When farmers headed west to seek more farmland, they plowed the land, uprooting the prairie grass species that were better adapted to the land. This in due course caused the environmental disaster that would follow. However, it would have been unable to avoid this outcome, had the farmers not tilled the land as aggressively as they did.

Today, some farmers are trying out this idea, which is especially useful in sandy soils that are easily eroded. Using special equipment known as agriculture drills, farmers can make furrows on land, immediately place seeds, and cover them, without too much disturbance to the surrounding soil cover. Conventional farmers may find it difficult to adopt this method since they have traditionally viewed most cover plants as weeds.

To remedy this dilemma, mulching is used, denying weeds the much-needed sunlight without killing grass, and preserving moisture while protecting crop roots from the sun. However, the effectiveness of grass in developing and protecting topsoil takes precedence.        

Permaculture does not have a one size fits all answer to the diverse issues that face farmers working on land in different circumstances around the globe.

However, it does provide a framework that, if used well, could make farming more sustainable, ensuring that the ecosystem on which we rely to grow food continues to thrive and support our needs for generations to come.


Agroecology has been present in scientific discourse for at least 100 years, where scientists and farmers have been considering the best ways of understanding and optimizing the relationships between humans, animals, plants, and the agricultural environment within which all groups coexist. As with permaculture, agroecology is holistic.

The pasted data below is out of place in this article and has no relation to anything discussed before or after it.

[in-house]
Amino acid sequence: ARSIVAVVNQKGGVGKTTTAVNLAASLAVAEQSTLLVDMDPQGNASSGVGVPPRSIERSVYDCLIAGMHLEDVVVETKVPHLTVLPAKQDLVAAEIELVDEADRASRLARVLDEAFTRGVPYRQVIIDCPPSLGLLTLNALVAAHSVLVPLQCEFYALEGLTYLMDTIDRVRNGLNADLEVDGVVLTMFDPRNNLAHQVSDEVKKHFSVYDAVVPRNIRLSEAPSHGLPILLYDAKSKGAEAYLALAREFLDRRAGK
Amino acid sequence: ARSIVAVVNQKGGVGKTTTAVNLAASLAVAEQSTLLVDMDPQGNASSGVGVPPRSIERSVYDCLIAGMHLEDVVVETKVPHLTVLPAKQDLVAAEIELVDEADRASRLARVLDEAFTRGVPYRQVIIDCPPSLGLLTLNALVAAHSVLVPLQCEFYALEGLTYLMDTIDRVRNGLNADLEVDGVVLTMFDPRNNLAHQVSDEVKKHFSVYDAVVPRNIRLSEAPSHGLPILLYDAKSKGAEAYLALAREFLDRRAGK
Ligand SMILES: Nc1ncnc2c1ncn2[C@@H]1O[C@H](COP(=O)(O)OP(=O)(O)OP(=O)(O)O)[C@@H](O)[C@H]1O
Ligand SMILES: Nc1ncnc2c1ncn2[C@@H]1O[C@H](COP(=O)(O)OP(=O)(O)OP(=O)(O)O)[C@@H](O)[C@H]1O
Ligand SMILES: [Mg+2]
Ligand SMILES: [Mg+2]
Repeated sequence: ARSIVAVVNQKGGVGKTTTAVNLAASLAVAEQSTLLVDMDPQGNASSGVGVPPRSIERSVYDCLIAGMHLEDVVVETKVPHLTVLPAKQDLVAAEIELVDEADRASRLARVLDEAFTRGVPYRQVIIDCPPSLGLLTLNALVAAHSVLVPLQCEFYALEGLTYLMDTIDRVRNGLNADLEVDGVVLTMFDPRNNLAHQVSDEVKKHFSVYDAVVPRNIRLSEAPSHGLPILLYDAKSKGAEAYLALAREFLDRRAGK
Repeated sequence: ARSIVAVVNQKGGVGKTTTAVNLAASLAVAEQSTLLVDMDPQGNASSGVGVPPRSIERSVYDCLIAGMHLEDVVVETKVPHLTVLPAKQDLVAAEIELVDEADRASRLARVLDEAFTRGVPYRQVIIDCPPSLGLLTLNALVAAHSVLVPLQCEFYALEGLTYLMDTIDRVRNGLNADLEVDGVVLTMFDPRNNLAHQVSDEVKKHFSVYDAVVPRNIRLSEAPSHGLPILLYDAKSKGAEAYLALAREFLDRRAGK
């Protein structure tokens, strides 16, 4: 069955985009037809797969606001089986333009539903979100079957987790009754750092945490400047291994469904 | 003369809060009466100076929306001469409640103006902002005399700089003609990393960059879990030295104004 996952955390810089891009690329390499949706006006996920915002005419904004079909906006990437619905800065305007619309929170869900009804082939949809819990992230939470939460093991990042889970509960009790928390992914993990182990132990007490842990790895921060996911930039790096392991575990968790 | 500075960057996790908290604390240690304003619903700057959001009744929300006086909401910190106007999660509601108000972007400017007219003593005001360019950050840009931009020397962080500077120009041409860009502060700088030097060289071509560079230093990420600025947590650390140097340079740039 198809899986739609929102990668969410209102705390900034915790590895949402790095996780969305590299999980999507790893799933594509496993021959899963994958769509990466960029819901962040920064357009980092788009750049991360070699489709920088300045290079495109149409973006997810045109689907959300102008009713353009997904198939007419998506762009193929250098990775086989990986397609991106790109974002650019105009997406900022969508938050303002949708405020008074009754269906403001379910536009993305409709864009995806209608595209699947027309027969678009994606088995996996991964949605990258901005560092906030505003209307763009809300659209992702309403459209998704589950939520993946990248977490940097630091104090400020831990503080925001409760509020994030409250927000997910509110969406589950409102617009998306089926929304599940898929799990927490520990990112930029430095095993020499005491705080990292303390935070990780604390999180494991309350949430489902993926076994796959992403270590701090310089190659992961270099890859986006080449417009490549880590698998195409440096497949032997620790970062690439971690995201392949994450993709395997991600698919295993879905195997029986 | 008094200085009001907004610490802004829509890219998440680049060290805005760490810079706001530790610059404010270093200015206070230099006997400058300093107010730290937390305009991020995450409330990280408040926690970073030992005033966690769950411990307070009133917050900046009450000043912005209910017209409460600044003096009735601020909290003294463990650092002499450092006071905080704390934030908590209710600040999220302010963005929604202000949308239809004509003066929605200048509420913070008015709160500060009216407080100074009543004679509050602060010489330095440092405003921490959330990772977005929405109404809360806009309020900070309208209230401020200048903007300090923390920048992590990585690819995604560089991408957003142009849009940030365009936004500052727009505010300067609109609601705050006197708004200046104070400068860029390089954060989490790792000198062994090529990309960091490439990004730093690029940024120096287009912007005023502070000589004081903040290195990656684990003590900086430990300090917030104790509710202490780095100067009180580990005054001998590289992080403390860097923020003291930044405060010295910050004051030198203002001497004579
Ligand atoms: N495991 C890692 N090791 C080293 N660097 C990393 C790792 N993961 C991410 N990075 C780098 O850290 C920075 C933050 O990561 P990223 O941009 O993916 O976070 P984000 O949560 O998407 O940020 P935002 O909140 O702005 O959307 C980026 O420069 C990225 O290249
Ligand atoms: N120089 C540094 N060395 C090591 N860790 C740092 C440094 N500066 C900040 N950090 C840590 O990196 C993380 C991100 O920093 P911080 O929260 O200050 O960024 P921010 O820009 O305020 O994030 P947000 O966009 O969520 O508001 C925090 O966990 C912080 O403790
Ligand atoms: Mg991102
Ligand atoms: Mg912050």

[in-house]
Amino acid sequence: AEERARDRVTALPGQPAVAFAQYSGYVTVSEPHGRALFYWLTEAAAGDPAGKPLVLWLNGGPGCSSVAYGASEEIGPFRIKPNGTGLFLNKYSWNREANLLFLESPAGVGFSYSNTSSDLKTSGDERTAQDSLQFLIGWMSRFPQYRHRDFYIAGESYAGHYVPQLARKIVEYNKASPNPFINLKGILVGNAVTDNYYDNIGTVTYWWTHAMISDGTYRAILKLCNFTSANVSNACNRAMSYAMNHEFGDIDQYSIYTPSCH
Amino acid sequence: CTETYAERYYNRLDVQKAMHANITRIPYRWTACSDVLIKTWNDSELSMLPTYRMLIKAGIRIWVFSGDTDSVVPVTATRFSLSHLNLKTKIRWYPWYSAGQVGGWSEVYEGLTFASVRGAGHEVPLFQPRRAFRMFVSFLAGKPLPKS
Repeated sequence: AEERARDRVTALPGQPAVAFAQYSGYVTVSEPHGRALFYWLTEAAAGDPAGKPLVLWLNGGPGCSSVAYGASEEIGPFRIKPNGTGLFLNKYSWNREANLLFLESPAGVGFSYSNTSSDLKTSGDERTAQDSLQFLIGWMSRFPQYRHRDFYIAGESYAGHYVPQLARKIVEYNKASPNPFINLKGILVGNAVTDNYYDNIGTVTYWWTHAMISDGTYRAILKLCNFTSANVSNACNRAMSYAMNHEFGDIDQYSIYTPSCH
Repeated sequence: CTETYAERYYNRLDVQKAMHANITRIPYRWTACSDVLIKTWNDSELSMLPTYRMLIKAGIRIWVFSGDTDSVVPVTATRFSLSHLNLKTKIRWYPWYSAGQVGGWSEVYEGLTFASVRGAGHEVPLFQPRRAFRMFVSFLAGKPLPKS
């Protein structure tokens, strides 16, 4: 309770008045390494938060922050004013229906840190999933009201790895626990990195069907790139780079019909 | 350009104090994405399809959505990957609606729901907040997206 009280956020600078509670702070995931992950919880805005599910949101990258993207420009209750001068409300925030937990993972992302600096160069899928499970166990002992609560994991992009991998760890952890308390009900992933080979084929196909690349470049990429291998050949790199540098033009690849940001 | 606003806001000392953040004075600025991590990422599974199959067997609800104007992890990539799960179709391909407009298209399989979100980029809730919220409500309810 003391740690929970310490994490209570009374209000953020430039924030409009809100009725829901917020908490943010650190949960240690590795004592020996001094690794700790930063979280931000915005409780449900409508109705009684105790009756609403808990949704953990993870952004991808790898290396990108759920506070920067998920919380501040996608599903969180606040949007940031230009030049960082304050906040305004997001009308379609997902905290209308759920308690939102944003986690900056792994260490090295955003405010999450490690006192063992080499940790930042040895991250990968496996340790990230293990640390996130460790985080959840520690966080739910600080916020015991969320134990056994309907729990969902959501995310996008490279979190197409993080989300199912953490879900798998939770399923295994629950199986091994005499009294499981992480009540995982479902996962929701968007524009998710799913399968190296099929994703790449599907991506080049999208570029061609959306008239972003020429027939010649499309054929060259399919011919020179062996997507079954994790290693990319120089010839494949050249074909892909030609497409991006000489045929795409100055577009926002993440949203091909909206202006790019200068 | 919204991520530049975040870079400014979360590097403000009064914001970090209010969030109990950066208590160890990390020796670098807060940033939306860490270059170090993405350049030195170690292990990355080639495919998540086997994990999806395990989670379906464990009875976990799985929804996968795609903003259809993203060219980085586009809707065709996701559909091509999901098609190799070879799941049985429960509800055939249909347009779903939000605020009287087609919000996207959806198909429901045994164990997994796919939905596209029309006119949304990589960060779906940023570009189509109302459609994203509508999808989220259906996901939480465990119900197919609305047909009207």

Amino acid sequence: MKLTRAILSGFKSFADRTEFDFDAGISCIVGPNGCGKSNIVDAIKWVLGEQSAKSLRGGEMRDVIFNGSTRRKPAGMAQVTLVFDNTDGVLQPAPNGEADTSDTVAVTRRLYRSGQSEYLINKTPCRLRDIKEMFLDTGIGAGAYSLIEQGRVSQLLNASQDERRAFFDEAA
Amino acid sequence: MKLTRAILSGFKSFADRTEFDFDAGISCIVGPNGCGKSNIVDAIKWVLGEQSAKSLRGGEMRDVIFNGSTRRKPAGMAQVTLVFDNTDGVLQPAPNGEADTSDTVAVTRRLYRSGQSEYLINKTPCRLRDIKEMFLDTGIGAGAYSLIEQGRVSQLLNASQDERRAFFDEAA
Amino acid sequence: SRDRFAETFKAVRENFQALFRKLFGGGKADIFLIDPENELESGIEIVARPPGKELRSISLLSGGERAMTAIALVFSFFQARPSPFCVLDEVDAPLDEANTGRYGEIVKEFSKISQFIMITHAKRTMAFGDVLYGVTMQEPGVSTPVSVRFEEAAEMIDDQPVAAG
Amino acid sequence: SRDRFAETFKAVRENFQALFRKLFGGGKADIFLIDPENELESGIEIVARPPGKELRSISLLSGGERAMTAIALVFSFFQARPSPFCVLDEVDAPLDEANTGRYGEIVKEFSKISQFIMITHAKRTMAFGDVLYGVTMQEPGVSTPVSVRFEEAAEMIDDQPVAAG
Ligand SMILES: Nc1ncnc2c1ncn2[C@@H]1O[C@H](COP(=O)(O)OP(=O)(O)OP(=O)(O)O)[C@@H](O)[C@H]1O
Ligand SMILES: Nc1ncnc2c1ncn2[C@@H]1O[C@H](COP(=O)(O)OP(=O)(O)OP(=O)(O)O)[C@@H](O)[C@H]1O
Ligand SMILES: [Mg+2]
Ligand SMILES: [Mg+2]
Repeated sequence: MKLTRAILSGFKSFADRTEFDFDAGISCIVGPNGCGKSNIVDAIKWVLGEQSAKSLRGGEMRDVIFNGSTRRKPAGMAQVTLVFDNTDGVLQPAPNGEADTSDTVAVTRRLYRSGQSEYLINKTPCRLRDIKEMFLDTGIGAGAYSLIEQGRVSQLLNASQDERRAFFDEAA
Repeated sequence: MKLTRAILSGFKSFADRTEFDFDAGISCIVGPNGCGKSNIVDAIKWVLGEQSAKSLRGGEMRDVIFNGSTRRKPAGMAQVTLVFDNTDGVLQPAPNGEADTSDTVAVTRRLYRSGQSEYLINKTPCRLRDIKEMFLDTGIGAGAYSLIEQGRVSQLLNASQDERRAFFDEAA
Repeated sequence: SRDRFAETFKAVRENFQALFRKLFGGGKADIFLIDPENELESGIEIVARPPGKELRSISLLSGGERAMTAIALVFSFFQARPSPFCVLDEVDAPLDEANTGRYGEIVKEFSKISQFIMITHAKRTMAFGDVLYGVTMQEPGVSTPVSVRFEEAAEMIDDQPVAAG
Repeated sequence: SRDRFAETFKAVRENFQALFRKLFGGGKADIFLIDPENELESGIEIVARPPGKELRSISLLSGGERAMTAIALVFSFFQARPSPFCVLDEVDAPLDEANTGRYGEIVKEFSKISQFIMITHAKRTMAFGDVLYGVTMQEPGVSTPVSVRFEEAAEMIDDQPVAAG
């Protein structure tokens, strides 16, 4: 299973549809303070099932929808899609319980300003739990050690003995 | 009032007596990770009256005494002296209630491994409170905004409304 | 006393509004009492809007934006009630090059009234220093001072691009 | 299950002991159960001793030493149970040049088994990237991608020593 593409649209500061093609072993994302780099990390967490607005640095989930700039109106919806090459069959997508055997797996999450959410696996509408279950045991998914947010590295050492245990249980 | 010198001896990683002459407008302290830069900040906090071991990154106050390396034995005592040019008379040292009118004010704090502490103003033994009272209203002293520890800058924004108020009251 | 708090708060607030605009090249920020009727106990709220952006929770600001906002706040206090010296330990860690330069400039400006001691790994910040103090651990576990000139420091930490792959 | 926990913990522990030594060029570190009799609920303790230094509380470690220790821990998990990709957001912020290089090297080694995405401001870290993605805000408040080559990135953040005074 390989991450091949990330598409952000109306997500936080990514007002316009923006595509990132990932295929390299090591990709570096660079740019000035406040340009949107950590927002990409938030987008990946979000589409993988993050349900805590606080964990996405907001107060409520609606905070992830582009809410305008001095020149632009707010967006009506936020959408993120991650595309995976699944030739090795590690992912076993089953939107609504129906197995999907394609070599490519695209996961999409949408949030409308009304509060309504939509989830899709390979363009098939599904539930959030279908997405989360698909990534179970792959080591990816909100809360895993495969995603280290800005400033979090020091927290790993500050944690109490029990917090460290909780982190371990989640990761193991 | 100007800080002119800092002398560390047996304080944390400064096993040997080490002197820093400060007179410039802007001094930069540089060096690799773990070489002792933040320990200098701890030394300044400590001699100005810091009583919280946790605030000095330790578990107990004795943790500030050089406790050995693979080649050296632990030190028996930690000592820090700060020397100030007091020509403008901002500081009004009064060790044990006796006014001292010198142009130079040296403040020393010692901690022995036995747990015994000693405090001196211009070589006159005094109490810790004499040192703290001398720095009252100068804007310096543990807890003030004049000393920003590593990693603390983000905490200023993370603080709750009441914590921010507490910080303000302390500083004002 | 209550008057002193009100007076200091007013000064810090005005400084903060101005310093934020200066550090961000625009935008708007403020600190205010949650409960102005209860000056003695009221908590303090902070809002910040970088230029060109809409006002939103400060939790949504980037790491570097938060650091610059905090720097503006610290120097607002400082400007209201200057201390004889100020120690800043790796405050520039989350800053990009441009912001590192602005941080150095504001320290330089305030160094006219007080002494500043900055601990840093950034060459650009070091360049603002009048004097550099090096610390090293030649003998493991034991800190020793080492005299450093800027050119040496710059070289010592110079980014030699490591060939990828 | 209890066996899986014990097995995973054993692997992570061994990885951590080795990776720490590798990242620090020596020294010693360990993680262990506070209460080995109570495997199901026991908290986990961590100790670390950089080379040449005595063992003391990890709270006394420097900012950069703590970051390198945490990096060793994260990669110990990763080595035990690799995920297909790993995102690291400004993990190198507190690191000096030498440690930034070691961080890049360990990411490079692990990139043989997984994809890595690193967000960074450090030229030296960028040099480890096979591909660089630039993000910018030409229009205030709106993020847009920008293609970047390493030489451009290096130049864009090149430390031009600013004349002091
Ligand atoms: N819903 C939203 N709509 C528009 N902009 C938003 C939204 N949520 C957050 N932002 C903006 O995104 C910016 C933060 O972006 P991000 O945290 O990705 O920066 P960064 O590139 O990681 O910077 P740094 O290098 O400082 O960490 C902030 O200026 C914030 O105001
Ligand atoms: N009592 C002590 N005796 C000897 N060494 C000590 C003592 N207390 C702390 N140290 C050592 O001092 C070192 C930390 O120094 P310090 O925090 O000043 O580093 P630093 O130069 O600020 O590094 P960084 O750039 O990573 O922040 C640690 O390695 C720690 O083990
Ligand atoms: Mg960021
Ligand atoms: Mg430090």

It is a multidisciplinary approach that seeks to tap into agronomy, ecology, sociology, economics, and natural history.

Map of agroecology showing the links between agriculture, environment, society, and the economy in food production.

The Food and Agricultural Organization of the United Nations (FAO)[8] The organization defines agroecology as an agricultural approach that combines ecological and social principles in the management of sustainable agricultural and food systems. It does this by optimizing interactions between the different aspects of an agricultural ecosystem while addressing the significance of socially equitable food, which can give people genuine choices over what they can eat. The choice takes into account the nature of the food, and what/ how it was produced.

 FAO has identified some principles that may exemplify agroecology. All ecological zones have a set of principles that should be applied uniformly, including efficiency in resource utilization, recycling of waste, co-creation, and sharing of knowledge, which is likely to differ from one region to another based on circumstances.

Human and social values determine food production, land use, and interaction with the environment, and social values speak more to the context and appreciate the central role that human interactions with the environment play in food production and environmental conservation. Agroecology cannot succeed without institutional support.

Towards this, FAO identifies an enabling environment (market access, and agricultural extension services for instance), and responsible governance and regulation as essential. All the principles are interdependent.


In agroforestry, farmers farm among trees, on the fringes of forests, or use trees as the primary crop. Small-scale farmers in Central America and East Africa farm the shrubs alongside other crops.[9] This approach gives the plants the shade they need from the hot sun while supplying the coffee shrubs with nitrogen and other nutrients. In Japan, farmers are given concessions to farm in artificial forests. The trees may be harvested from time to time. The trees provide shade and firmness to the soil, while they benefit from the close tending that farmers usually give food crops.